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Gun violence and media effects: challenges for science and public policy

  • Malte Elson (a1) and Christopher J. Ferguson (a2)
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Abstract
Copyright
Corresponding author
Malte Elson, Department of Communication, University of Munster, Bispinghof 9-14, 48143 Munster, Germany. Email: malte.elson@uni-muenster.de
References
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1 The White House. Now is the Time: The President's Plan to Protect our Children and our Communities by Reducing Gun Violence. The White House, 2013.
2 Underwood, E. Gun control agenda is a call to duty for scientists. Science 2013; 339: 381–2.
3 Ferguson, CJ. Violent video games and the Supreme Court: lessons for the scientific community in the wake of Brown v. Entertainment Merchants Association. Am Psychol 2013; 68: 5774.
4 Ritter, D., Eslea, M. Hot sauce, toy guns, and graffiti: a critical account of current laboratory aggression paradigms. Aggres Behav 2005; 31: 407–19.
5 Simmons, JP, Nelson, LD, Simonsohn, U. False-positive psychology: undisclosed flexibility in data collection and analysis allows presenting anything as significant. Psychol Sci 2011; 22: 1359–66.
6 Savage, J., Yancey, C. The effects of media violence exposure on criminal aggression: a meta-analysis. Crim Justice Behav 2008; 35: 772–91.
7 Willoughby, T., Adachi, PJC, Good, M. A longitudinal study of the association between violent video game play and aggression among adolescents. Dev Psychol 2012; 48: 1044–57.
8 Ferguson, CJ, San Miguel, C., Garza, A., Jerabeck, JM. A longitudinal test of video game violence influences on dating and aggression: a 3-year longitudinal study of adolescents. J Psychiat Res 2012; 46: 141–6.
9 Wallenius, M., Punamäki, R-L. Digital game violence and direct aggression in adolescence: a longitudinal study of the roles of sex, age, and parent-child communication. J Appl Dev Psychol 2008; 29: 286–94.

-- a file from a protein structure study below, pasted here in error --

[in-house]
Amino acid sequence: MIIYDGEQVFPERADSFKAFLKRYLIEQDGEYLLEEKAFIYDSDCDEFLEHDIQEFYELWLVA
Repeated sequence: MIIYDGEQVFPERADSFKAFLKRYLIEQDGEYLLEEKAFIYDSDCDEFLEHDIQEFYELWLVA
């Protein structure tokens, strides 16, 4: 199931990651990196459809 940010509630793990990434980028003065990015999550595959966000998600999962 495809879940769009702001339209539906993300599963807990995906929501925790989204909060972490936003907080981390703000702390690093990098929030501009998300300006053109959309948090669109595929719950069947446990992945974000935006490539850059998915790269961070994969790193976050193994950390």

10 Von Salisch, M., Vogelgesang, J., Kristen, A., Oppl, C. Preference for violent electronic games and aggressive behavior among children: the beginning of the downward spiral? Media Psychol 2011; 14: 233–58.
11 Grimes, T., Anderson, JA, Bergen, LA. Media Violence and Aggression: Science and Ideology. Sage, 2008.
12 Hall, RCW, Day, T., Hall, RCW. A plea for caution: violent video games, the Supreme Court, and the role of science. Mayo Clin Proc 2011; 86: 315–21.
13 Brown v. Entertainment Merchants Assn., 564 U.S. (2011).
14 Australian Government Attorney-General's Department. Literature Review on the Impact of Playing Violent Video Games on Aggression. Attorney General's Department, 2010.
15 Statens Medieråd. Våldsamma datorspel och aggression. En översikt av forskningen 2000–2011 [Violent Computer Games and Agggression – An Overview of the Research 2000–2011]. Swedish Media Council, 2011. Available at: http://www.statensmedierad.se/upload/_pdf/Summery_Violent_Computer_Games.pdf.
16 Gun Violence Prevention Task Force. It's Time to Act: A Comprehensive Plan that Reduces Gun Violence and Respects the 2nd Amendment Rights of Law-Abiding Americans. US House of Representatives, 2013.
17 Gauntlett, D. Moving Experiences: Media Effects and Beyond. John Libbey, 2005.
18 Strasburger, VC. Go ahead punk, make my day: It's time for pediatricians to take action against media violence. Pediatr 2007; 119: e13989.
19 Anderson, CA, Berkowitz, L., Donnerstein, E., Huesmann, R., Johnson, JD, Linz, D., Malamuth, NM, et al. The influence of media violence on youth. Psychol Sci Public Interest 2003; 4: 81110.
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21 Terkel, A. Video games targeted by senate in wake of Sandy Hook shooting. Huffington Post 2012; 19 December.
22 Nature. A calm view of video violence. Nature 2003; 424: 355.
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The British Journal of Psychiatry
  • ISSN: 0007-1250
  • EISSN: 1472-1465
  • URL: /core/journals/the-british-journal-of-psychiatry
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Gun violence and media effects: challenges for science and public policy

  • Malte Elson (a1) and Christopher J. Ferguson (a2)
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